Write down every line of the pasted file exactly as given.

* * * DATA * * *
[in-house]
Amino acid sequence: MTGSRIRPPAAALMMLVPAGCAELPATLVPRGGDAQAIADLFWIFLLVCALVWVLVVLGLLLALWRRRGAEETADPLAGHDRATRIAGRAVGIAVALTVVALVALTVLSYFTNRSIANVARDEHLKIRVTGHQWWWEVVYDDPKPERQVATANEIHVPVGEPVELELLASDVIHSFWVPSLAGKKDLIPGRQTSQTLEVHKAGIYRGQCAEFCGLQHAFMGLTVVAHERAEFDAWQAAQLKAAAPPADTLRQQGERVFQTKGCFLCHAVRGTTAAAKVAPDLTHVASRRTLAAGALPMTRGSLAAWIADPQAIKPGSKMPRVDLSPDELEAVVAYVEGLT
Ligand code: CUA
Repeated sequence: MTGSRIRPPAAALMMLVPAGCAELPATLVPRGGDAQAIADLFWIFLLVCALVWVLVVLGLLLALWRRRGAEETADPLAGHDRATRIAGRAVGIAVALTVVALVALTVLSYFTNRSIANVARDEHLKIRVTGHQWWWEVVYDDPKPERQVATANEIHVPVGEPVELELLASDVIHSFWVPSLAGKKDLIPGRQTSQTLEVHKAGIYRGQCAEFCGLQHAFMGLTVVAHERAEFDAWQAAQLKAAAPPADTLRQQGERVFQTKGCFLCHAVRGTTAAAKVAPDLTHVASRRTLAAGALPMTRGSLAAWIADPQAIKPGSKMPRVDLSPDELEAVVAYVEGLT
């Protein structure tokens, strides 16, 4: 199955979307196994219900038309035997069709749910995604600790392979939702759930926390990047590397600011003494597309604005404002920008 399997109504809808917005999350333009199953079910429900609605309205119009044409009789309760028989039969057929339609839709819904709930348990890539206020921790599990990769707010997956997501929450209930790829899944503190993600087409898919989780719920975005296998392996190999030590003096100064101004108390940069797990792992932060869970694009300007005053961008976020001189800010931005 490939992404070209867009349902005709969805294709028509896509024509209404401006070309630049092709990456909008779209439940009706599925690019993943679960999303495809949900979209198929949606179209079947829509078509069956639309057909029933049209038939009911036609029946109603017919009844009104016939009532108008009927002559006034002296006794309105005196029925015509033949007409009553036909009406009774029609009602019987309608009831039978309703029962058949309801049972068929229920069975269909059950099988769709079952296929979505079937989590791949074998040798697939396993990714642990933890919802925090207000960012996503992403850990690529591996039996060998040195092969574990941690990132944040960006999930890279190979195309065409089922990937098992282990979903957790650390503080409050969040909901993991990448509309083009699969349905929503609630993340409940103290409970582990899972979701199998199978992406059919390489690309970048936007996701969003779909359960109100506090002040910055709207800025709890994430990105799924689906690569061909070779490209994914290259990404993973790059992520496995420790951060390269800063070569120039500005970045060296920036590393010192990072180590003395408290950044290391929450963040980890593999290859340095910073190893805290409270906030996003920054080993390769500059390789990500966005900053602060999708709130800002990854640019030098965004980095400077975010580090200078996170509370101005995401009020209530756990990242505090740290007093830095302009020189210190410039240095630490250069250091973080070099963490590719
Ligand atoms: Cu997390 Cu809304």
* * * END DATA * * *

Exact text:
[in-house]
Amino acid sequence: MTGSRIRPPAAALMMLVPAGCAELPATLVPRGGDAQAIADLFWIFLLVCALVWVLVVLGLLLALWRRRGAEETADPLAGHDRATRIAGRAVGIAVALTVVALVALTVLSYFTNRSIANVARDEHLKIRVTGHQWWWEVVYDDPKPERQVATANEIHVPVGEPVELELLASDVIHSFWVPSLAGKKDLIPGRQTSQTLEVHKAGIYRGQCAEFCGLQHAFMGLTVVAHERAEFDAWQAAQLKAAAPPADTLRQQGERVFQTKGCFLCHAVRGTTAAAKVAPDLTHVASRRTLAAGALPMTRGSLAAWIADPQAIKPGSKMPRVDLSPDELEAVVAYVEGLT
Ligand code: CUA
Repeated sequence: MTGSRIRPPAAALMMLVPAGCAELPATLVPRGGDAQAIADLFWIFLLVCALVWVLVVLGLLLALWRRRGAEETADPLAGHDRATRIAGRAVGIAVALTVVALVALTVLSYFTNRSIANVARDEHLKIRVTGHQWWWEVVYDDPKPERQVATANEIHVPVGEPVELELLASDVIHSFWVPSLAGKKDLIPGRQTSQTLEVHKAGIYRGQCAEFCGLQHAFMGLTVVAHERAEFDAWQAAQLKAAAPPADTLRQQGERVFQTKGCFLCHAVRGTTAAAKVAPDLTHVASRRTLAAGALPMTRGSLAAWIADPQAIKPGSKMPRVDLSPDELEAVVAYVEGLT
């Protein structure tokens, strides 16, 4: 199955979307196994219900038309035997069709749910995604600790392979939702759930926390990047590397600011003494597309604005404002920008 399997109504809808917005999350333009199953079910429900609605309205119009044409009789309760028989039969057929339609839709819904709930348990890539206020921790599990990769707010997956997501929450209930790829899944503190993600087409898919989780719920975005296998392996190999030590003096100064101004108390940069797990792992932060869970694009300007005053961008976020001189800010931005 490939992404070209867009349902005709969805294709028509896509024509209404401006070309630049092709990456909008779209439940009706599925690019993943679960999303495809949900979209198929949606179209079947829509078509069956639309057909029933049209038939009911036609029946109603017919009844009104016939009532108008009927002559006034002296006794309105005196029925015509033949007409009553036909009406009774029609009602019987309608009831039978309703029962058949309801049972068929229920069975269909059950099988769709079952296929979505079937989590791949074998040798697939396993990714642990933890919802925090207000960012996503992403850990690529591996039996060998040195092969574990941690990132944040960006999930890279190979195309065409089922990937098992282990979903957790650390503080409050969040909901993991990448509309083009699969349905929503609630993340409940103290409970582990899972979701199998199978992406059919390489690309970048936007996701969003779909359960109100506090002040910055709207800025709890994430990105799924689906690569061909070779490209994914290259990404993973790059992520496995420790951060390269800063070569120039500005970045060296920036590393010192990072180590003395408290950044290391929450963040980890593999290859340095910073190893805290409270906030996003920054080993390769500059390789990500966005900053602060999708709130800002990854640019030098965004980095400077975010580090200078996170509370101005995401009020209530756990990242505090740290007093830095302009020189210190410039240095630490250069250091973080070099963490590719
Ligand atoms: Cu997390 Cu809304």